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Ever Have Long Dry Spells of No Sales?
My click through rate is at normal levels but no sales
Lokutus




msg:1125730
 2:28 am on Jun 8, 2004 (gmt 0)

One of my sites converts one in every 100 clicks into a sale on average.

Since two Sundays ago this site has had almost 1000 clicks in total and just one (1) &%$#@! sale.

This happens every few months. I'll have a dry spell of a week or two.

The problem is that I never get the opposite: a week with unusually high sales to make up for the bad times.

How the &^%$#@ can 1000 people click through and visit the site and NOT BUY anything? Nothing else has changed. All the other variables remain as before the dry spell.

[edited by: Lokutus at 2:37 am (utc) on June 8, 2004]

 

bakedjake




msg:1125731
 2:29 am on Jun 8, 2004 (gmt 0)

Maybe a clickbot. Are you tracking IPs?

Lokutus




msg:1125732
 2:32 am on Jun 8, 2004 (gmt 0)

No reason to believe it's a clickbot as the clicks are in line with my daily averages--but no one is buying.

Lokutus




msg:1125733
 2:35 am on Jun 8, 2004 (gmt 0)

I always thought that if I had a crappy week sales wise, the Universe would make up for it later with an exceptionally good week.

But instead I'll get crappy no-sales weeks but never really great weeks.

I'm rather depressed tonight.

:o(

digitalv




msg:1125734
 3:01 am on Jun 8, 2004 (gmt 0)

Pay attention to the Calendar, there may be a pattern with previous years ... different types of products will sell better at different times of the year. We're heading into summer now so you have people who are saving for (or have already saved for) vacations, R.V. trips, etc. and may not be interested in buying whatever you're selling right now.

Lokutus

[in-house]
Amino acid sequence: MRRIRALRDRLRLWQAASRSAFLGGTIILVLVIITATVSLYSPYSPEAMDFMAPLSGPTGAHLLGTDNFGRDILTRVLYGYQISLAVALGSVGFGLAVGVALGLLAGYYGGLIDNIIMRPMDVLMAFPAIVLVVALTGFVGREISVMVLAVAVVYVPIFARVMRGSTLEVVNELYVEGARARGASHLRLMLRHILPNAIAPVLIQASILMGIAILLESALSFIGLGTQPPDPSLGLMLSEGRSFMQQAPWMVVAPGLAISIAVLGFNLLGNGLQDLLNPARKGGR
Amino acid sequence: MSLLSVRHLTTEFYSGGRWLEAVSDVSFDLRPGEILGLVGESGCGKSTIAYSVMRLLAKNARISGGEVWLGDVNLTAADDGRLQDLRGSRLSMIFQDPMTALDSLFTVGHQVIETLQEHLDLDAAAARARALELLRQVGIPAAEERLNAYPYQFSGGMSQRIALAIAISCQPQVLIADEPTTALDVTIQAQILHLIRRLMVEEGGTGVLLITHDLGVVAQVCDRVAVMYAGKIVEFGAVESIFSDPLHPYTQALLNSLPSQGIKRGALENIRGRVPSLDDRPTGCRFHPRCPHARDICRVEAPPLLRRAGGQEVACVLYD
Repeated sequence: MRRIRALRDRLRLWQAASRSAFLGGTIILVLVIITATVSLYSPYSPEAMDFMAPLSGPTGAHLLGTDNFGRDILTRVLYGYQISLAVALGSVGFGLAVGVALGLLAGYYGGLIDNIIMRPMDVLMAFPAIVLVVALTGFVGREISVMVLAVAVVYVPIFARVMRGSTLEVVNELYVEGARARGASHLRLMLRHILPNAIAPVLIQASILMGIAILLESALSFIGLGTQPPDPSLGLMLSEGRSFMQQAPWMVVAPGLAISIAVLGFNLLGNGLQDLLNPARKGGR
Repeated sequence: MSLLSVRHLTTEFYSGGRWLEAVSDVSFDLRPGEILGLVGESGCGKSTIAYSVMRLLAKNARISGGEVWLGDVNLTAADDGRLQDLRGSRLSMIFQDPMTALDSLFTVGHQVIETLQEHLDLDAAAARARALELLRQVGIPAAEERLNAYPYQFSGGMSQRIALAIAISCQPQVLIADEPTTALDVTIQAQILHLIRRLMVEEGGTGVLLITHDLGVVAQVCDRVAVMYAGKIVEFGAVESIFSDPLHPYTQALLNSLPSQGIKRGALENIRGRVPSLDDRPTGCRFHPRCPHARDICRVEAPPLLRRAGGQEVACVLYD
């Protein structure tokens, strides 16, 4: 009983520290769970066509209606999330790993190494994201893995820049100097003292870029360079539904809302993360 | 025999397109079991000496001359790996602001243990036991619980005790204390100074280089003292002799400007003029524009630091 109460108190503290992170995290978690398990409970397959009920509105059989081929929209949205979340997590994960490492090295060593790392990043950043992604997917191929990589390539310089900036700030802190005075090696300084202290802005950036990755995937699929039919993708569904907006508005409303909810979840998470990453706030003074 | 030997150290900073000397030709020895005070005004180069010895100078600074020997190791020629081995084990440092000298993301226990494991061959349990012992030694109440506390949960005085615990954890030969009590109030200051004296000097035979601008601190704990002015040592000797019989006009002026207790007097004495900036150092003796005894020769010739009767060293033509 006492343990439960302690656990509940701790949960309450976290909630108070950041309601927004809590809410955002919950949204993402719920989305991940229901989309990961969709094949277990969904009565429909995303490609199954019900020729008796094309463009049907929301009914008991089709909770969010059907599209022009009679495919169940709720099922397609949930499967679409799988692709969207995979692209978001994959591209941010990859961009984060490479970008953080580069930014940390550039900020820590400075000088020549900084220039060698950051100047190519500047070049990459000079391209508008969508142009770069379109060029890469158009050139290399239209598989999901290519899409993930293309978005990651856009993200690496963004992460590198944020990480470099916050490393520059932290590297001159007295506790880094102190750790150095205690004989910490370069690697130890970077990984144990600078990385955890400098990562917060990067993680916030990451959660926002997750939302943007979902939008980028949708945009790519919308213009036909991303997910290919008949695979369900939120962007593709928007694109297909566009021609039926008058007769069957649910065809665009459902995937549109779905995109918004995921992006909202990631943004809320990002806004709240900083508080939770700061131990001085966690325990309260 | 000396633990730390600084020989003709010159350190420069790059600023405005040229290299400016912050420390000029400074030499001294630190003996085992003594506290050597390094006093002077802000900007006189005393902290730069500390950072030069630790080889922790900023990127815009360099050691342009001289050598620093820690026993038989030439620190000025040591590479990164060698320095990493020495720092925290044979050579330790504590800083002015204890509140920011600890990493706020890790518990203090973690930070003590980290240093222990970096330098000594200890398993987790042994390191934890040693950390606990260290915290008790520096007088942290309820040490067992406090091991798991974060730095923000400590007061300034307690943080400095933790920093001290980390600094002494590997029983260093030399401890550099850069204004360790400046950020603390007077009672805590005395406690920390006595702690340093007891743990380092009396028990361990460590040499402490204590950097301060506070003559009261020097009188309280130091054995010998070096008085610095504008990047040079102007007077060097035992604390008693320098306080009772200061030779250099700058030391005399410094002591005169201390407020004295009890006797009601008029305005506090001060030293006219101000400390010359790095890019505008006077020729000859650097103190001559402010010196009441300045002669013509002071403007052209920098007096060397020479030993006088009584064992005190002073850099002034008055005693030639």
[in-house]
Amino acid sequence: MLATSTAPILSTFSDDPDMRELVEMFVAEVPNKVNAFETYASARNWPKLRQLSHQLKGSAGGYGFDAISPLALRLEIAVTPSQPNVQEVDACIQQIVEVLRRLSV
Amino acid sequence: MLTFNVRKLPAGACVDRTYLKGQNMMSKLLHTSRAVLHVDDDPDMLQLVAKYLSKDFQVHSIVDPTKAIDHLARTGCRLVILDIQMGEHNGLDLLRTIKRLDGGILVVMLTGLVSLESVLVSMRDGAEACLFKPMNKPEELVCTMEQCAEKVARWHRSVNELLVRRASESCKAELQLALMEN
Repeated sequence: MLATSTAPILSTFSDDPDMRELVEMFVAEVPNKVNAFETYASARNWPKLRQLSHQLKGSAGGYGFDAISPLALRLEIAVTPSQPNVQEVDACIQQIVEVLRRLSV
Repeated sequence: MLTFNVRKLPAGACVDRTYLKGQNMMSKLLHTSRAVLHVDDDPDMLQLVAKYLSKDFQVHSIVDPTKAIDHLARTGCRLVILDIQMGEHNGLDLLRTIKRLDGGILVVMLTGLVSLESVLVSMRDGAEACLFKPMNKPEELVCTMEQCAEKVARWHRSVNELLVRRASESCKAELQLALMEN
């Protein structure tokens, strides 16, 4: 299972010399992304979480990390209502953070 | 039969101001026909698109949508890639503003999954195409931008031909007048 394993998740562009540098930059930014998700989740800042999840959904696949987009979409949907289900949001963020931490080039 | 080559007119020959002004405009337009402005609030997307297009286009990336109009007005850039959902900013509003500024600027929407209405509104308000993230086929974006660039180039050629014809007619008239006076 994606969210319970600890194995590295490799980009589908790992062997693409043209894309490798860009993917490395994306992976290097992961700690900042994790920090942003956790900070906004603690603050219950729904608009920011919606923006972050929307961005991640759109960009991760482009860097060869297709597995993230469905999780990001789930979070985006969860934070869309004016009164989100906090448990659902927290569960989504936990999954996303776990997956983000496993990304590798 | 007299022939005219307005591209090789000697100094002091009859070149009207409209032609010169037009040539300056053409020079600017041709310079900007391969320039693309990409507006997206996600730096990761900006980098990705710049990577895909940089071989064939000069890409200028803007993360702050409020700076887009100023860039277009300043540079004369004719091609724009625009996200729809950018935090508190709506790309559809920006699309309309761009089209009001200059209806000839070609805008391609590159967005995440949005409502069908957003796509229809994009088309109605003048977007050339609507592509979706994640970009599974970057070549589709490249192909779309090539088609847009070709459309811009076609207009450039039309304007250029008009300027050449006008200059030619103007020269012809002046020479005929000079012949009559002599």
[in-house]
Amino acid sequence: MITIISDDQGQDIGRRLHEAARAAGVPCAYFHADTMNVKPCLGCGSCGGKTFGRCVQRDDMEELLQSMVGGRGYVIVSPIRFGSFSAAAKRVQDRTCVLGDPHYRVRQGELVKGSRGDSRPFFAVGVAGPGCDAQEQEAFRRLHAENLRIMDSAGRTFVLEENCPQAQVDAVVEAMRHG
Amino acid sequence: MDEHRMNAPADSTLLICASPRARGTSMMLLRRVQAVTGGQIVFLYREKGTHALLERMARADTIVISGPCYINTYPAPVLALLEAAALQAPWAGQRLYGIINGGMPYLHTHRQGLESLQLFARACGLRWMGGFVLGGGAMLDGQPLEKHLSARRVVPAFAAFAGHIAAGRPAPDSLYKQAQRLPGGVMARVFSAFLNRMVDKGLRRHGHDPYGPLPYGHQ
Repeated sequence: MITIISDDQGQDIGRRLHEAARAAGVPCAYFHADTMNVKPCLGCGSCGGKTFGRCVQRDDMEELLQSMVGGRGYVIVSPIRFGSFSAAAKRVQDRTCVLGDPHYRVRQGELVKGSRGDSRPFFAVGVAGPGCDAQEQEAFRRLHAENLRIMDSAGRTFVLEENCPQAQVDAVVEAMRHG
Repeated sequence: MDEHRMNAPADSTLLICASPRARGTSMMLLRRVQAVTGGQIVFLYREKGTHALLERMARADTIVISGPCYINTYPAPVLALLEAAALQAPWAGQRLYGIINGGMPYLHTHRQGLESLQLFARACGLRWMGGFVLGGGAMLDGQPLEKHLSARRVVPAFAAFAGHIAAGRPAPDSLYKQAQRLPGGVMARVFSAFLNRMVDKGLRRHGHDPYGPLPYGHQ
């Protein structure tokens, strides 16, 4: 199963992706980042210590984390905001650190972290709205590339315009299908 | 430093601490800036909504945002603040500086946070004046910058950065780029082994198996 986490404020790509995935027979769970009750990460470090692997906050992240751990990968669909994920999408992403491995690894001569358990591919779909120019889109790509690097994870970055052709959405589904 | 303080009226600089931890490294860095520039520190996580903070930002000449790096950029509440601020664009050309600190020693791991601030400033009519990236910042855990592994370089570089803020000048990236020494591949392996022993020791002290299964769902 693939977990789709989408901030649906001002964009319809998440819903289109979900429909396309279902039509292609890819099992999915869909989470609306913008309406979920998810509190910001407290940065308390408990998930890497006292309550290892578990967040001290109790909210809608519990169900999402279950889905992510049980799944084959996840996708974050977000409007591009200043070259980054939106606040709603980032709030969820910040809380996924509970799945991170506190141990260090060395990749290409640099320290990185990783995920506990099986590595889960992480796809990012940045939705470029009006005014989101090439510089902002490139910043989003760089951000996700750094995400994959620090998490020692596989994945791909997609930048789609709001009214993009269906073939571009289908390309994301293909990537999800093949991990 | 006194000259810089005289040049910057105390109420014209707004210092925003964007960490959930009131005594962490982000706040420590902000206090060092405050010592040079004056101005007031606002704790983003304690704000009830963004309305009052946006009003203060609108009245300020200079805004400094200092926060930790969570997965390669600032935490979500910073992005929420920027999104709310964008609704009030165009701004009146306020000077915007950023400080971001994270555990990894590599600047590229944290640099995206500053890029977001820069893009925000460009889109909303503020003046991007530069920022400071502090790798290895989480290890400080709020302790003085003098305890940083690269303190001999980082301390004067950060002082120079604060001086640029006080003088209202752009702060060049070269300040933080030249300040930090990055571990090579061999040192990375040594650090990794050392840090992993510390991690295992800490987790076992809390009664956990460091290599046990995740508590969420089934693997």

msg:1125735
 3:04 am on Jun 8, 2004 (gmt 0)

>>Have you looked to see if there is any difference in the referring documents where the clicks are coming from? You may be receiving "targeted" traffic when your sales are high and untargeted when they're not.
<<

DUMB Q: How do I tell the diff? What are these referring documents you speak of?

Re seasonality. It could be a June thing. This is my 12th month of Adwords, so I can't compare with last June.

eWhisper




msg:1125736
 3:06 am on Jun 8, 2004 (gmt 0)

Are you also tracking conversions by KW, and certain articles, etc, can change the most searched for KWs enough to have an effect on conversions.

Also pay attention to the Calendar, there may be a pattern... different types of products will sell better at different times of the year

To take this further, certain weeks in a month, days of the week, and particular months can also have an effect on industries. Many industries see an increase/decrease in traffic around certain holidays/seasons, or x amount of time after/before seasons, etc.

Graphing out those low periods, and then finding a pattern in them will help you find out why its happening, and how to adjust your marketing accordingly.

Lokutus




msg:1125737
 5:52 pm on Jun 8, 2004 (gmt 0)

Thanks.

This is incredible. Beyond belief! It's Day Ten Without Sales.

digitalv




msg:1125738
 6:14 pm on Jun 8, 2004 (gmt 0)

What are you selling? Also is most of your traffic coming from SEARCHES or AdSense users? Try turning off the "third party" option for a few days and see if your sales pick back up.

Though some will disagree with me, I've always had higher conversions from direct search engine results than with the third party AdSense junk. Though Adsense claims to be "targeted" if someone is reading an article about a subject it doesn't mean they want to BUY something. When they're searching Google for it though, there is a much higher probability that they're looking to spend some dough.

blaze




msg:1125739
 6:32 pm on Jun 8, 2004 (gmt 0)

Dude, make sure you have gone through your checkout process with a fine tooth comb!

Also, consider putting up live chat so you can get more feedback from your users and get a sense of what's going on.

ideaguru




msg:1125740
 6:46 pm on Jun 8, 2004 (gmt 0)

Summer months - generally starting in mid-May and going until school starts - are the slowest months of the year, especially weekends. During the week, you should be able to make pretty good sales. The weekends will be the killer as most people are busy on summer weekends.

As for expecting to have extraordinary weeks every once in a while...i've been doing this for years, and I would say there are more bad weeks then good weeks. But overall, it still sure beats my old cubicle :)

digitalv




msg:1125741
 6:58 pm on Jun 8, 2004 (gmt 0)

Dude, make sure you have gone through your checkout process with a fine tooth comb!